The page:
However, we are comparing 2019 and 2018 technology so you would expect the OPPO to be better.
We did finally get a 5G signal in Surry Hills. Before we report the best signals,
The OPPO Reno got 450/65Mbps download/upload.
For comparison the LG V50 ThinQ 5G got 452/30Mbps (dual screen) and 462/46.5 in single screen. We can only suggest that the clip-on dual screen may impede 5G signals slightly.
Android: 9 Pie|
UI: Colour OS 6
Eligible for Android Q Beta
Google Assistant and Lens
Android Pie has loads of features, including AI, to learn about your use and adapt the phone to it. In the test week, we started to see minor improvements, especially in the adaptive brightness setting. OPPO adds its own AI overlays like the optional AI Ice Box Intelligently analyses app usage over two weeks.
OPPO uses its own Color OS 6 (details here) user interface and while it gets better and is a lighter touch with every iteration – you still need to learn where some things are. In the past, it has been an iPhone work-alike, but now it is more back to its Android roots.
The change is due to Apple iPhone’s steady market share decline in China and OPPO needing to match Huawei’s EMUI (much more Android-like) – that is a good thing.
Both companies need a User Experience for the Asian market who cannot access Google services or apps. But wait for it – Reno now has an App Draw (missing from all earlier Color OS). There is also a Theme Store. Oh, and it supports App cloning (two versions of the same app running in different accounts).
OPPO pre-loads Google Apps neatly in a Google Folder. Apart from OPPO’s more highly developed Camera and Photos app, you are not stuck with clone apps. Google Assistant activates on a short press of the power key.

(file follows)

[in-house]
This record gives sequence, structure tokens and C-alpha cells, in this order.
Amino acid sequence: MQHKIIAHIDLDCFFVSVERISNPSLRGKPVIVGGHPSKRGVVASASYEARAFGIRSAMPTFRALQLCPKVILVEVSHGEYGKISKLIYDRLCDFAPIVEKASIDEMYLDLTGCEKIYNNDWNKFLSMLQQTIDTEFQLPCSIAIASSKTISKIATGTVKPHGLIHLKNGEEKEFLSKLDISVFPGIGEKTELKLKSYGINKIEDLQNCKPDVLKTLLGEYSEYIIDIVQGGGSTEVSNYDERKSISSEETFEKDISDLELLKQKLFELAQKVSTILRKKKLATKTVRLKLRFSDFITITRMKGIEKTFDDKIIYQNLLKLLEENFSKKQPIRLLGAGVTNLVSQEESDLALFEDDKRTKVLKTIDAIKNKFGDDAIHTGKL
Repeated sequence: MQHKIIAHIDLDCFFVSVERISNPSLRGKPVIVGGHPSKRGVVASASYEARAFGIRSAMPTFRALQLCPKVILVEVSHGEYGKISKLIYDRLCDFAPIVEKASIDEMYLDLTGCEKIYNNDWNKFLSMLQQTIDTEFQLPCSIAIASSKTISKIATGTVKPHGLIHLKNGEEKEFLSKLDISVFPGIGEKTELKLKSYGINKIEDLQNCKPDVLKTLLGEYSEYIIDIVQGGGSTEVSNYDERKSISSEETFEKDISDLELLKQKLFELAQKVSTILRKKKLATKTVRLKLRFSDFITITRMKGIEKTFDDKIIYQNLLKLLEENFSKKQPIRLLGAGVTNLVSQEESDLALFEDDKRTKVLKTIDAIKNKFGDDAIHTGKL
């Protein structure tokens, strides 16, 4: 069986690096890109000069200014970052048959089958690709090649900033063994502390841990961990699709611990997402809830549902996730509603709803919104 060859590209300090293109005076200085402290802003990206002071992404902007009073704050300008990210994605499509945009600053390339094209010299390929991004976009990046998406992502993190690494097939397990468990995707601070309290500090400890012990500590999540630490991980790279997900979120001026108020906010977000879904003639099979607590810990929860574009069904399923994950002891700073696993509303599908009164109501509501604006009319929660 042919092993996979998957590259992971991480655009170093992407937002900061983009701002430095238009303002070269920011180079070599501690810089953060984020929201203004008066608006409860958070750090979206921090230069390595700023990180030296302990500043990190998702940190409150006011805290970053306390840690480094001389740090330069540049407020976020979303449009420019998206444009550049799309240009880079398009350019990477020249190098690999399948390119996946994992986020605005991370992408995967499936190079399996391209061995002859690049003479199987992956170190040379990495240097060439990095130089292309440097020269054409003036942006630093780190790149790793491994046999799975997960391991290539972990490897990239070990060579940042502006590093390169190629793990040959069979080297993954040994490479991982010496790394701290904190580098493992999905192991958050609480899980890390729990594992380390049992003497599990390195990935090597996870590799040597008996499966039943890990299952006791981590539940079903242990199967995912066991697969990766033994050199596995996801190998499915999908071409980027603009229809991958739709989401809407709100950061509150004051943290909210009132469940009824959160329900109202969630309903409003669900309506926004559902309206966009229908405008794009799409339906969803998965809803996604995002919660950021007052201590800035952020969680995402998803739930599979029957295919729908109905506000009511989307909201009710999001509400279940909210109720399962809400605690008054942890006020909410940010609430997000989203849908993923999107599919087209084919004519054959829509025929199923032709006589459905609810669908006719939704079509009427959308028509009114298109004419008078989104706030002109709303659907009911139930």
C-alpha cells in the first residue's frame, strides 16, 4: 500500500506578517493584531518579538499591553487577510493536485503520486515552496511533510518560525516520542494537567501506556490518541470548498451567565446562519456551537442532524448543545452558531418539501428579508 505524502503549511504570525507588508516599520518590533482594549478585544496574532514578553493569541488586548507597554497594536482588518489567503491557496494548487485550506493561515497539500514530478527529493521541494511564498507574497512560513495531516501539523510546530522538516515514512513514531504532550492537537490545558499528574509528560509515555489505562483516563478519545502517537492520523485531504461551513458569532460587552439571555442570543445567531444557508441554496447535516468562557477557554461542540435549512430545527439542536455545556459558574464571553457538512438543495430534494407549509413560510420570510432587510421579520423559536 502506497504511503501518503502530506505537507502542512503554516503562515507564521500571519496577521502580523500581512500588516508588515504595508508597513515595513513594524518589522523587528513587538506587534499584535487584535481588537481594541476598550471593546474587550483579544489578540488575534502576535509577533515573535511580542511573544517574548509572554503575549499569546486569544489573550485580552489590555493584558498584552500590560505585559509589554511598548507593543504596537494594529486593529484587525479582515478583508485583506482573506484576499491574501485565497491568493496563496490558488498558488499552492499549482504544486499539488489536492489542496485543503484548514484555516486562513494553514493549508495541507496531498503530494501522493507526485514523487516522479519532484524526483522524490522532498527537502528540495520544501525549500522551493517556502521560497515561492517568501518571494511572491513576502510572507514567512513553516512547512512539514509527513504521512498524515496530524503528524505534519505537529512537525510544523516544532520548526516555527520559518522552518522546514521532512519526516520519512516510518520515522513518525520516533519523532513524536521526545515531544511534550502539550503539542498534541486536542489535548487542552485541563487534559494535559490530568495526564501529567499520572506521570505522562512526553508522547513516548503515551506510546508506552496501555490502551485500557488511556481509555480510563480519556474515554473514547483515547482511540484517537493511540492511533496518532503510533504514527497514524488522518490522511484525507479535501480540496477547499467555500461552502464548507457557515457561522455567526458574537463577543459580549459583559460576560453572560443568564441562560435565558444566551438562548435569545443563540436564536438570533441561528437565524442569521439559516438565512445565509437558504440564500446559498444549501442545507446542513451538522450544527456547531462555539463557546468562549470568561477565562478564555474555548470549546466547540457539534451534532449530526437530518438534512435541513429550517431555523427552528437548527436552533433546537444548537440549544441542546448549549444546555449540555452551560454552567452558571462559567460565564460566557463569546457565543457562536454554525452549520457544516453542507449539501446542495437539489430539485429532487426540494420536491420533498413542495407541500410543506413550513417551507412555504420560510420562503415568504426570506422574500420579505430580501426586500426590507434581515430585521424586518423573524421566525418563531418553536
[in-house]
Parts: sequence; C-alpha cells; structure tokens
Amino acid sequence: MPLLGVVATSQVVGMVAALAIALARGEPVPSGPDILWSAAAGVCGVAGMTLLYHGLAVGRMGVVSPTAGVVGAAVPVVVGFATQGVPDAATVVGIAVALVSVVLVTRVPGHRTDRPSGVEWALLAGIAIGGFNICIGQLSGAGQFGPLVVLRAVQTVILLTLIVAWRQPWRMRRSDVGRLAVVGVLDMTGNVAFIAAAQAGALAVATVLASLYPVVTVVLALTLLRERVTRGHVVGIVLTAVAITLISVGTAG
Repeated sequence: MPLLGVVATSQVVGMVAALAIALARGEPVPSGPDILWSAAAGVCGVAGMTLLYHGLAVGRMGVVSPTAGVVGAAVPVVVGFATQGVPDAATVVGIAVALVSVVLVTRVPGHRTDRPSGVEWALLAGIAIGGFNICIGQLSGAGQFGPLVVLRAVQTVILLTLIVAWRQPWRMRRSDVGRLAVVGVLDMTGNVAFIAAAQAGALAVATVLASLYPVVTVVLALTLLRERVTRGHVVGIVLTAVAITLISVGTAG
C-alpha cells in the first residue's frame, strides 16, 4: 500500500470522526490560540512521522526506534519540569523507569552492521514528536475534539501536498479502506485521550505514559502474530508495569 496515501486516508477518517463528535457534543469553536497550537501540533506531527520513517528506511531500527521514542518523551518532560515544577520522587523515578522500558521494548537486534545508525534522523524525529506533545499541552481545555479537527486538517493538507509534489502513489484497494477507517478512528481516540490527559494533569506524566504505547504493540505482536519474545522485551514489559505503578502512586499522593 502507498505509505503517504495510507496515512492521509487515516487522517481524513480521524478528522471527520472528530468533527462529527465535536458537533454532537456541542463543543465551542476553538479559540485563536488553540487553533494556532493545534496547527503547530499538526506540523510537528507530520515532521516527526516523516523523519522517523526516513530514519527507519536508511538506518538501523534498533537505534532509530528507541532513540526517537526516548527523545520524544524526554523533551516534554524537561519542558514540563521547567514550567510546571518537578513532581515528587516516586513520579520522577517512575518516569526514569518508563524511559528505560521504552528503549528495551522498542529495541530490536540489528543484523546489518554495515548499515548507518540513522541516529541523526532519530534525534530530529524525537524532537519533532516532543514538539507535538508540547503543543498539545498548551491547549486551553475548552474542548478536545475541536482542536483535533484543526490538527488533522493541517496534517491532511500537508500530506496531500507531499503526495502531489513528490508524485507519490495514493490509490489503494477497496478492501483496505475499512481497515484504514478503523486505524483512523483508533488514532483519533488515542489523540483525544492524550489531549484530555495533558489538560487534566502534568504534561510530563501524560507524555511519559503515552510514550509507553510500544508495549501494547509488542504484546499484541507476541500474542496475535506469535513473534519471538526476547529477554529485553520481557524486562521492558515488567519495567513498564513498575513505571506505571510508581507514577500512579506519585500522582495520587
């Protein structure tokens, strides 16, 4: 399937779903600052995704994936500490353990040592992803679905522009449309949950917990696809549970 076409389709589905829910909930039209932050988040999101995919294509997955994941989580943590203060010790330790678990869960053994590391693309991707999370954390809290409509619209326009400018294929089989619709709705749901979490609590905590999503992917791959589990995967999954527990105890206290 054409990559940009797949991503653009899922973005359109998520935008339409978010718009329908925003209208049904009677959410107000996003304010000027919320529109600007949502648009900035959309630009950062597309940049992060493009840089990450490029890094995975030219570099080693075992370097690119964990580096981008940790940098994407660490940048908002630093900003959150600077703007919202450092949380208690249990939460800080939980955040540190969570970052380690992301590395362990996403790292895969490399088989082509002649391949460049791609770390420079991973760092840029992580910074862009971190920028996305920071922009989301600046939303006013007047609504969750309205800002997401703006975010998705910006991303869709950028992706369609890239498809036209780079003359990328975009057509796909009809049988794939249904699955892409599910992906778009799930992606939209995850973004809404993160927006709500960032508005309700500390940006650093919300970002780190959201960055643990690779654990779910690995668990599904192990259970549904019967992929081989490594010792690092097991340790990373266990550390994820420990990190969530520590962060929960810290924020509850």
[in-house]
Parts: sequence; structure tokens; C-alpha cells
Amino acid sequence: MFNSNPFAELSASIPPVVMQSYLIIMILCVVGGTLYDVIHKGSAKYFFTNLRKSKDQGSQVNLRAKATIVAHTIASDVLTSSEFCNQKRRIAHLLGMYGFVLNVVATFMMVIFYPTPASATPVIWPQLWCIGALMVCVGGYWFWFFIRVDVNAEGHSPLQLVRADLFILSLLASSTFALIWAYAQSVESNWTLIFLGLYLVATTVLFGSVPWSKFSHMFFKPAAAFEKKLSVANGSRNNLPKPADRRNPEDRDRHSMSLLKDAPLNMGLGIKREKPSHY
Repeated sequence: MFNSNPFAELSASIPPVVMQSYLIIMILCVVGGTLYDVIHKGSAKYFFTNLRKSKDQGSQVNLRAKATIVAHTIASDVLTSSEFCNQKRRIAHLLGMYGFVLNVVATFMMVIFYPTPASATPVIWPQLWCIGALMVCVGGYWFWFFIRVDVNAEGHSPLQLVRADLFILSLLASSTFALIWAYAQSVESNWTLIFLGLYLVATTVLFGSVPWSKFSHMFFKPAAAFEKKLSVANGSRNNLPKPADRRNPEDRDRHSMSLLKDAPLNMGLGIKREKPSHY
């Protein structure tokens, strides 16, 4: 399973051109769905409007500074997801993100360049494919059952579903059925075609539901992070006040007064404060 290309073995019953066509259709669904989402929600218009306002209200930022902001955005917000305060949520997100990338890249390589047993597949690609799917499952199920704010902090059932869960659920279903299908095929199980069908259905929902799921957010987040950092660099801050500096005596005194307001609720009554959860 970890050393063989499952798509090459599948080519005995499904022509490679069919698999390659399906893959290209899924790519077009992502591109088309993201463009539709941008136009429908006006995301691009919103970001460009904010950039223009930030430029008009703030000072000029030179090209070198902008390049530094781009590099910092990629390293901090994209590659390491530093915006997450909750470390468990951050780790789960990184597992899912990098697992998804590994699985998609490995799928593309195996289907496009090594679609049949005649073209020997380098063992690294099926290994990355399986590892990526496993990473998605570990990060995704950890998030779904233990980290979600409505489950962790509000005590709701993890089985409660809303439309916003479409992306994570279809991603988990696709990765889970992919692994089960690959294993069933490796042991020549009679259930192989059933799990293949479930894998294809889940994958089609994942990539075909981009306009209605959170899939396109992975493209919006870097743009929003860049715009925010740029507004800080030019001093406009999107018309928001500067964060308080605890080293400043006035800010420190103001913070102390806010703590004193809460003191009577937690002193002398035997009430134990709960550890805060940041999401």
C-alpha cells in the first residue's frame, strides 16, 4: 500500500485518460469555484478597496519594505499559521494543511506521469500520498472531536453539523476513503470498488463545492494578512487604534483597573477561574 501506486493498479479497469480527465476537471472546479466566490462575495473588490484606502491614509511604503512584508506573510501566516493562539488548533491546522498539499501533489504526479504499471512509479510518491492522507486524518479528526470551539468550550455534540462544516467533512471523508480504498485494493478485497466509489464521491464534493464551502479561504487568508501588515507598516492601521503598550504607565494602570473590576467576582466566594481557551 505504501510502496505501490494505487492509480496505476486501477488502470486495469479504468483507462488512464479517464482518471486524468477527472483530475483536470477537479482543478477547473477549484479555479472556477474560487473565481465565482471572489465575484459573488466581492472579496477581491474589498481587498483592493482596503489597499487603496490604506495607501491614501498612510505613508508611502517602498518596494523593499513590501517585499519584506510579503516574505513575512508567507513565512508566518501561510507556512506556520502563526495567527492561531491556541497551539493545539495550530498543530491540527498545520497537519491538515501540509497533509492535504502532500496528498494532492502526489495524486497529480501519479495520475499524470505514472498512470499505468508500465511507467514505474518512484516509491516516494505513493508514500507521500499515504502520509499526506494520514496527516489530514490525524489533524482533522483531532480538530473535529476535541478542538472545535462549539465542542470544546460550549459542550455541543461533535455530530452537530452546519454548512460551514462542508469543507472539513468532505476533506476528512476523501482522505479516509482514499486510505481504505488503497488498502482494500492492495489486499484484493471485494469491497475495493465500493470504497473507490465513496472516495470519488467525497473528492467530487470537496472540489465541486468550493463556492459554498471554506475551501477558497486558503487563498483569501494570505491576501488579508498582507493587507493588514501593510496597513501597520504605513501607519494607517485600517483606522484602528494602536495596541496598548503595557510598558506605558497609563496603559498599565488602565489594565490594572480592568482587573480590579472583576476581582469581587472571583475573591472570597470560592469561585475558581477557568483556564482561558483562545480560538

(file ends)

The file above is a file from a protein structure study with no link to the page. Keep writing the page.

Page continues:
Interestingly you can join the Android Q Beta program (some conditions apply) and run pure Android Q Beta. Is this a sign of things to come?
Ocean Green (frosty, semi-iridescent)|
Jet Black (Glossy black)
Aluminium Alloy frame
offers some grip|
Gorilla Glass 5 with curved sides (more scratch resistant)
Slippery – use the grippy bumper case provided
|Dimensions||162 x 77.2 x 9.3 x 215g|
It is very well-made. An exceptional looking- ocean green, notch-less AMOLED and the shark fin is a real feature.
Wireless and reverse charging
Unless you are a Qi wireless charging addict, then none of the above are deal breakers.
Camera: OPPO Reno 5G and 4G 10X
It has a tri-camera setup with the works.
Rear Camera 1|
MP: 48MP (26mm wide)|
Sony IMX586 Exmor RS, ½”, Quad Bayer colour filter array, backlit and stacked
Pixel Size: 0.8 µm at 48MP (for high brightness) or 1.6 µm, 4-in-1 pixel binning 12MP
Lens: 6 glass
Stabilisation: Both ball-bearing OIS and gyro-EIS
Focus type: Phase detection AF, Laser focus, contrast detection autofocus
AI scene recognition
Flash type: Dual LED as part of the shark fin pop-up
Saved images: RAW or JPEG
Video: 8.29MP, [email protected] with mono/stereo recording
Google Lens: Yes
Features: Continuous shooting; Touch focus; face detection; AI screen mode
|Rear Camera 2||
8MP 16mm ultrawide|
|Rear Camera 3||
13MP 160mm telephoto (saves
images as 12MP)|
Sensor: Samsung S5K3M5
5X Optical and 10X Hybrid Zoom and 60X ludicrous zoom
Motorised pop-up shark fin|
Sensor: Sony IMX471 (also pixel bins to 4MP)
26mm focal length
Video 2MP, [email protected]
Why the detail?
This is an interesting camera setup.
- 48MP with OIS/EIS that can pixel-bin for superb low light shots – in fact, it will default to 12MP for all but high ambient light shots.
- 8MP ultrawide is for both depth sensing as well as those impossible ‘Grand Canyon’ vistas.
- 13MP ‘Periscope’ telephoto with OIS for rock-solid long-distance shots and the 5X Optical Zoom with up to 60X hybrid zoom. OPPO claim it is lossless zoom to 10X, and I tend to agree.
These lenses work seamlessly together, and the camera decides what combination or lens you need.